By Mohammad Mazhari

 Special Tribunal for Lebanon failed to provide evidence for its claims: Lebanese analyst

August 22, 2020 - 0:2

TEHRAN - After 15 years of work, on August 19, the Special Tribunal for Lebanon handed down its verdict on the Hariri assassination charges. 

The judgment was initially scheduled to be delivered in May but was delayed twice—first due to the coronavirus pandemic and second as a gesture of solidarity for the victims of the massive explosion in Beirut on August 5, which devastated the city.

In this regard, Maher al-Khatib, a Lebanese writer, tells the Tehran Times that the Special Tribunal for Lebanon has politicized Rafic Harir's assassination case. "The court failed to provide evidence for its claims," he argues. "It failed to provide evidence for its claims."

Following is the full text of the interview:

Q: What is your comment on the verdict issued by the Special Tribunal for Lebanon?

A: It is not possible to understand the verdict of the International Tribunal for Lebanon, without returning to the full path that it went through over the past years and before that the process that the international investigation commissions have gone through.

The two paths showed the fact that the court was highly politicized, and the verdict of the hearing session confirmed this.

For the most part, it presented just a political analysis of the process of the Lebanese events before 2005.

The court reached certain conclusions underlining that Hezbollah and the Syrian state had an interest in the assassination of Hariri.

However, the court failed to provide evidence for its claims.

From the first day of the Hariri assassination, the March 14 alliance sought to exploit the incident, through a political accusation against Syria at the beginning and Hezbollah lately.

Consequently, what the court reached, in the end, maybe aimed at defending its objectivity, while it presented what was previously known but in a softer way.

Q: Given Sayyed Hassan Nasrallah's statements, what will be the response of Hezbollah to the court's ruling?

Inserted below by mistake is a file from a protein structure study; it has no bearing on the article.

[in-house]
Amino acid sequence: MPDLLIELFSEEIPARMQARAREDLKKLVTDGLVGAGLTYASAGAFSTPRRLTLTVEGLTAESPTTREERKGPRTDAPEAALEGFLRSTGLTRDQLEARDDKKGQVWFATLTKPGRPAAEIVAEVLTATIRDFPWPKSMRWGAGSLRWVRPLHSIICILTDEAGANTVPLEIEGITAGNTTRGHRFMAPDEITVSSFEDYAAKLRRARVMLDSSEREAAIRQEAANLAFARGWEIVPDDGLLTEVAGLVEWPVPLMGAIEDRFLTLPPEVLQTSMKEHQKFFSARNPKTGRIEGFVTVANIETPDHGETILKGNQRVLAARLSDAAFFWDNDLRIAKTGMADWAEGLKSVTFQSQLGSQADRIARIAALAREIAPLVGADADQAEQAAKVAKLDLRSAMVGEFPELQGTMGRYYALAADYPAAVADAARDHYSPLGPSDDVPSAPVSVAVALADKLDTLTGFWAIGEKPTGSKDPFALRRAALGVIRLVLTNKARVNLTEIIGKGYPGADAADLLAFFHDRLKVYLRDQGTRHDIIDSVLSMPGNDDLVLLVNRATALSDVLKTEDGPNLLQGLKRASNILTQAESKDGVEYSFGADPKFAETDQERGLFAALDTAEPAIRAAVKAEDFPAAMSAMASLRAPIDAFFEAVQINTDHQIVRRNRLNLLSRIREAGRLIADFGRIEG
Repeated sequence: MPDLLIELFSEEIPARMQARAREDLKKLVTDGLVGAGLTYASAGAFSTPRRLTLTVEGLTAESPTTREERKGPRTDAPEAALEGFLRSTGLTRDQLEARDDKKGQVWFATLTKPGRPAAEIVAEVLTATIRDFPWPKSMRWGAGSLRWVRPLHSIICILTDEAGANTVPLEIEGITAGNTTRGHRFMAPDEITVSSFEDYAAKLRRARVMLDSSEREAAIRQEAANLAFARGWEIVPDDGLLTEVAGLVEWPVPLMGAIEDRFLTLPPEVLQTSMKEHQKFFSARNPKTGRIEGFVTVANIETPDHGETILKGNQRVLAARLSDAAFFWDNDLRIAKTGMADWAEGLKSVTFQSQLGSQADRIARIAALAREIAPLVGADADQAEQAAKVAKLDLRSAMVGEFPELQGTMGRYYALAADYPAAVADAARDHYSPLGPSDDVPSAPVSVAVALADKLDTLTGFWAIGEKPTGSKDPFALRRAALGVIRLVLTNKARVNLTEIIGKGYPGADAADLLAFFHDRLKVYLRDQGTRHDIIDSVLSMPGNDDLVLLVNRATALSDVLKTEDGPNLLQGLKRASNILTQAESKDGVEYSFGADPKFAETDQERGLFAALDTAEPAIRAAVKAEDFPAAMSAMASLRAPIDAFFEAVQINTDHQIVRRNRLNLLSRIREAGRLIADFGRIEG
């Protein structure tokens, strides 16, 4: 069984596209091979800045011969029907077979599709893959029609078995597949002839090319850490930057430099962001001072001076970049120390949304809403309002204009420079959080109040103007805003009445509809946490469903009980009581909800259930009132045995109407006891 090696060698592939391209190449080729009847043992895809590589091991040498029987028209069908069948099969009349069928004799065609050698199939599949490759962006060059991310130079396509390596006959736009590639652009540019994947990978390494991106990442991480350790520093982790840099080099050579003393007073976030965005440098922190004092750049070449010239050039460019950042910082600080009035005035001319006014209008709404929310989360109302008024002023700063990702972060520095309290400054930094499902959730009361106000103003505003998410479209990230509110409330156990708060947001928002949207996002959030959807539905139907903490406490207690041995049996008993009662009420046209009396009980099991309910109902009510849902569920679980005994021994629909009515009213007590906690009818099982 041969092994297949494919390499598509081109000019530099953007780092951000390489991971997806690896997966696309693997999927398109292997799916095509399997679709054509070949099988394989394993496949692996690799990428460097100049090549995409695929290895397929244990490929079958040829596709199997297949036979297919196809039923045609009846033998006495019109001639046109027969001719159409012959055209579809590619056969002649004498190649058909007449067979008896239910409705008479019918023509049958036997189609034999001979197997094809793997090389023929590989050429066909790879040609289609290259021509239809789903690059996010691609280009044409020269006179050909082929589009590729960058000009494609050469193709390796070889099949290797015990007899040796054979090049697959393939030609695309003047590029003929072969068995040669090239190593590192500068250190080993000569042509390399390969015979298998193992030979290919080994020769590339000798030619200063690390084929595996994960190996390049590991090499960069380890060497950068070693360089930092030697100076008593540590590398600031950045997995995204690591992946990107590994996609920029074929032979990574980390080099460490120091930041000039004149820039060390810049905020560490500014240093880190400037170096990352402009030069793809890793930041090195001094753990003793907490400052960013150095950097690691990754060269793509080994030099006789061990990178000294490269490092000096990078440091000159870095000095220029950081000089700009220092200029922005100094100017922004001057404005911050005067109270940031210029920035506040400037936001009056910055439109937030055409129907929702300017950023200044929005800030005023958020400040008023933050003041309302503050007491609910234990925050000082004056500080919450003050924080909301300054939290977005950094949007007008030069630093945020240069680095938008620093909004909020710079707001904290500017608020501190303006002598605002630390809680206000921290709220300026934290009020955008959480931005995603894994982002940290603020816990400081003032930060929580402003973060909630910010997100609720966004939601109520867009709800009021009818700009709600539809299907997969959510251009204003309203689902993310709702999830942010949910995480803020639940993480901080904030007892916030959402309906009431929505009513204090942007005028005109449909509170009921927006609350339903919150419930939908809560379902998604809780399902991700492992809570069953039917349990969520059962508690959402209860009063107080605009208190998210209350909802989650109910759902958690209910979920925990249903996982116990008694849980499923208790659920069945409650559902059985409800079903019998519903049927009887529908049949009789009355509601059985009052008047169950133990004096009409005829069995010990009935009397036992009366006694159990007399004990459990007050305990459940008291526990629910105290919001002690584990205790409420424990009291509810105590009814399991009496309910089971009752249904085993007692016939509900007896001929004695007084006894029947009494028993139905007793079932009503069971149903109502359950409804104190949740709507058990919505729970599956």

A: A few years ago, Hezbollah announced that it was dealing with the International Tribunal on the basis that it did not exist, after it was turned into a political tool in the hands of the United States of America and Israel, in addition to other international and regional powers.

 Therefore, it will not have any reaction to the verdict issued by the court; however, its silence is an affirmation of its previous position on it, which means that it does not recognize the court and its verdict.

Q: How did the March 14 alliance has tried to use the International Tribunal to undermine Hezbollah's status in Lebanon during the past years?

A: From the first day of the Hariri assassination, the March 14 alliance sought to exploit the incident, through a political accusation against Syria at the beginning and Hezbollah lately.

Accordingly, many considered that the court had become a tool consumed by this alliance to the maximum extent, the aim of which was to blockade Damascus and later to surround Hezbollah inside Lebanon.

Despite the content of the verdict issued by the international court, there are those within the March 14 alliance which sought to go far in interpreting it, by emphasizing that it deals with Hezbollah as a political organization, which is identical to the positions issued by some regional and international parties.

Q: In light of the international tribunal's statement, do you expect an internationalization of the Beirut blast?

After the verdict issued by the International Tribunal, many political forces and features affiliated with the March 14 alliance considered that it has proved that the court was not politicized, on the basis that they did not incriminate all the individuals mentioned in the prosecution.

So, they tried to use it as a justification to support their call for the internationalization of the investigation on the Beirut blast.

On the other hand, the March 8 alliance saw that the verdict issued by the court, regardless of being politicized or not, indicates that the Lebanese judicial organs can reach better results and faster.

They insist on refusal to go to the internationalization of cases in Lebanon.

Based on Lebanon's current political balances today, which are different from the conditions of Hariri ‘s assassination in 2005, I rule out the option of internationalizing investigations on the Beirut port explosion. 

However, Lebanon is ready to use international expertise, including French and American.

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